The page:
Will the Fate of the USSR Befall the US?*

*Editor’s note: On March 4, Russia enacted a law that criminalizes public opposition to, or independent news reporting about, the war in Ukraine. The law makes it a crime to call the war a “war” rather than a “special military operation” on social media or in a news article or broadcast. The law is understood to penalize any language that “discredits” Russia’s use of its military in Ukraine, calls for sanctions or protests Russia’s invasion of Ukraine. It punishes anyone found to spread “false information” about the invasion with up to 15 years in prison.

The secretary general of the North Atlantic Treaty Organization, Jens Stoltenberg, stated that “As long as Russia continues to behave as it is now, especially with respect to Ukraine, there is no opportunity for a meaningful dialogue.” That means that not only Kyiv but also its real puppet masters don’t want to have any conversation with us, counting instead on a battlefield victory.

First of all, we would like to note that Russia started to behave “as it is now” back on Feb. 24. However, all our offers to hold a constructive dialogue have been turned down. Such a situation begs the question: How should have Russia behaved to interest NATO in a “meaningful dialogue” with it?

There are two possible versions. The first one is the total abandonment of our sovereignty, the option Ukraine chose, by the way. This is what the U.S. and NATO understand as a “meaningful dialogue.” In the Russian language, though, it is called “a dictate.” No, thank you. NATO, however, seems to be convinced that sooner or later Russia will submit and ask for peace on any terms. We should say a big “thank you” to Mikhail Gorbachev, who in the 1980s surrendered everything with no guarantees at all, and also to Boris Yeltsin, who, pursuing personal power, split the country, and in the span of mere years, corroded the military might of the USSR to such a degree that it took the suicidal march of Russian paratroopers on Pristina to force NATO to pay at least some attention to Russian wishes concerning the situation in Kosovo. And even then there were people wishing to see how Russia would respond if NATO simply butchered these paratroopers.

In short, NATO is confident in its own power and in our weakness, so it doesn’t want to talk.

The second version of what has to happen to really make the West take an interest in negotiations — a serious threat to NATO countries’ well-being, particularly the U.S. — it couldn’t care less about Europe. Not a nuclear threat since that’s a double-edged sword and Russia fully shares the overall sentiment that there are no winners in a nuclear war — you can only cause unacceptable damage to an opponent by bringing a mortal threat.

For now, the U.S. is out of danger, and it will comfortably watch the deindustrialization of Europe and Ukraine’s transformation into a permanent source of instability, as well as other such sources — Kosovo, for example.

In this context, we have a question: What threat to the well-being of the U.S. can Russia cause, excluding the unacceptable and impossible nuclear scenario? Especially considering the fact that the West couldn’t get rid of the Soviet Union — the finishing blow was delivered from within. NATO was just watching it all unfold with curiosity and then, meeting no resistance, absorbed our former allies and even parts of our country, to whom they explained that they, apparently, simply had been “occupied” by Russia.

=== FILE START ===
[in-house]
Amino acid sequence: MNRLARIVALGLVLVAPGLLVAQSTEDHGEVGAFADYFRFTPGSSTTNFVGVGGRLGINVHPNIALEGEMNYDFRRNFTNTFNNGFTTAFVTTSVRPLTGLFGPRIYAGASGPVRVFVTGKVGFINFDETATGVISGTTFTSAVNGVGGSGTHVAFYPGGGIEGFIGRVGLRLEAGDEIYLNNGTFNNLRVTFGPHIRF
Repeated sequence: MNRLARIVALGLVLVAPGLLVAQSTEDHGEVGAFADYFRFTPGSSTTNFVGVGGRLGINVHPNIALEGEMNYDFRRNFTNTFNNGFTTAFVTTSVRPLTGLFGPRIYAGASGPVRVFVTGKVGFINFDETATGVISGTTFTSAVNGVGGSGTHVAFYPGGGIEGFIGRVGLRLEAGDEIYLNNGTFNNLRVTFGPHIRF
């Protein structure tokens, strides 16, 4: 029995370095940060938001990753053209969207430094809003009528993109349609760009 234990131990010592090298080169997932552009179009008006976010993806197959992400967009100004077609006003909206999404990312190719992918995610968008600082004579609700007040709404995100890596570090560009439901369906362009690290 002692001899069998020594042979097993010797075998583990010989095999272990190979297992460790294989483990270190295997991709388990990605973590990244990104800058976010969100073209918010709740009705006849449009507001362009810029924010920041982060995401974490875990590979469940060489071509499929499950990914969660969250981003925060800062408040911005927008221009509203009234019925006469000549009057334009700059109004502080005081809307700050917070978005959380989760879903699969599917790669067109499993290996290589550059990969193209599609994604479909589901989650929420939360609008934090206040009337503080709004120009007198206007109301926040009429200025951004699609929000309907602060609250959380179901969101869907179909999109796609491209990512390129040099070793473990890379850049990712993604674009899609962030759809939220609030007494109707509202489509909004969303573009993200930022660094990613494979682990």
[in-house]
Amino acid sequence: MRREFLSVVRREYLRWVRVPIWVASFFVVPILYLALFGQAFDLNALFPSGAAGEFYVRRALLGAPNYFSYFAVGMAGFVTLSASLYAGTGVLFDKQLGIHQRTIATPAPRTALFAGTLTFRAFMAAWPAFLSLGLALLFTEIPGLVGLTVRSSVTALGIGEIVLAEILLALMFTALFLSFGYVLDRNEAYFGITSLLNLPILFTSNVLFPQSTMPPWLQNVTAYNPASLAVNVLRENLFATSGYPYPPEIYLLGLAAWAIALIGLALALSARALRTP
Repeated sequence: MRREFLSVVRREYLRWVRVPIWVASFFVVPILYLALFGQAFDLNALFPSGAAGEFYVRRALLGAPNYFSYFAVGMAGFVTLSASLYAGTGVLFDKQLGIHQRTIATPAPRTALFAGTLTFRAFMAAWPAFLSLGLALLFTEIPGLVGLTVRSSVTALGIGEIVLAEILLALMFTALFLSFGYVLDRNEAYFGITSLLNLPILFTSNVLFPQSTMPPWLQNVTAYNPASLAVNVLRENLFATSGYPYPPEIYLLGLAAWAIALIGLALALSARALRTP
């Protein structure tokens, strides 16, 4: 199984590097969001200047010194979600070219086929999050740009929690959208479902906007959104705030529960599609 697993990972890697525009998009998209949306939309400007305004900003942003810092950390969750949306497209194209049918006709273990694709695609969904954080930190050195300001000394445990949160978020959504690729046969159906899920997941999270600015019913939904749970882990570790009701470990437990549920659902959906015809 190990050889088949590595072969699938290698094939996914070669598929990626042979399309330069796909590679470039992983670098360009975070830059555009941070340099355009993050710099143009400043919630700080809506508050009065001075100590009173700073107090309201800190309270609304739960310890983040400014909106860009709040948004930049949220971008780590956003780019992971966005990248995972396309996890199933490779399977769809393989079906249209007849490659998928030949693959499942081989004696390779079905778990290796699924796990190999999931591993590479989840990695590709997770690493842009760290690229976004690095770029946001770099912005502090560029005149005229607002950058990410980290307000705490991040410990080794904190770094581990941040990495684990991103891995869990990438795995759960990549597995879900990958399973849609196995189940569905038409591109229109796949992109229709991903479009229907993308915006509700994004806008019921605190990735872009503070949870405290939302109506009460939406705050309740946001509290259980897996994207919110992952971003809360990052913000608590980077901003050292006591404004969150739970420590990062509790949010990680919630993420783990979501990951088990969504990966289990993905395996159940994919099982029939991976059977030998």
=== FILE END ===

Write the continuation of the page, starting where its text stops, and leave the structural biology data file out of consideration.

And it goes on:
It’s obvious that the U.S. in modern times really resembles the Soviet Union of the 1980s. Because of its gerontocracy (a much more serious case of gerontocracy: Leonid Brezhnev died at 75, while Joe Biden at 80 plans to run for a second term). Because of its harsh ideological “dictate,” the agents of which don’t believe in the ideology they preach themselves. Because various rallies in support of the Black Lives Matter movement and LGBT differ little from ritualistic Soviet rallies. Because it has a major budget imbalance toward helping other countries — how much has Washington already spent on Ukraine, even after adjusting for the corruption factor?

So, if not for some divine intervention, a large-scale inner crisis in the U.S. is only a matter of time.

Our task is, first, to aid all those who stand for the reduction of the hypertrophied international activity of Washington, and also all those who stand for the independence of Texas, California and other states — just like the British and then the U.S. supported our separatists.

Second, we need to be strong and influential enough at the moment when this crisis comes. The dissolution of the USSR very negatively affected our then-traditional trade partners. Considering the U.S. role in global trade, its troubles are capable of dragging not just Europe, Japan and Australia, but also many other countries into a deep crisis.

And then, when strong and calm Russia will stand amid the total chaos, we can talk about some “meaningful dialogue.”

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About Artem Belov 81 Articles
Artem Belov is a TESOL-certified English teacher and a freelance translator (Russian>English and English>Russian) based in Australia but currently traveling abroad. He is working on a number of projects, including game localization. You can reach him at belov.g.artem@gmail.com

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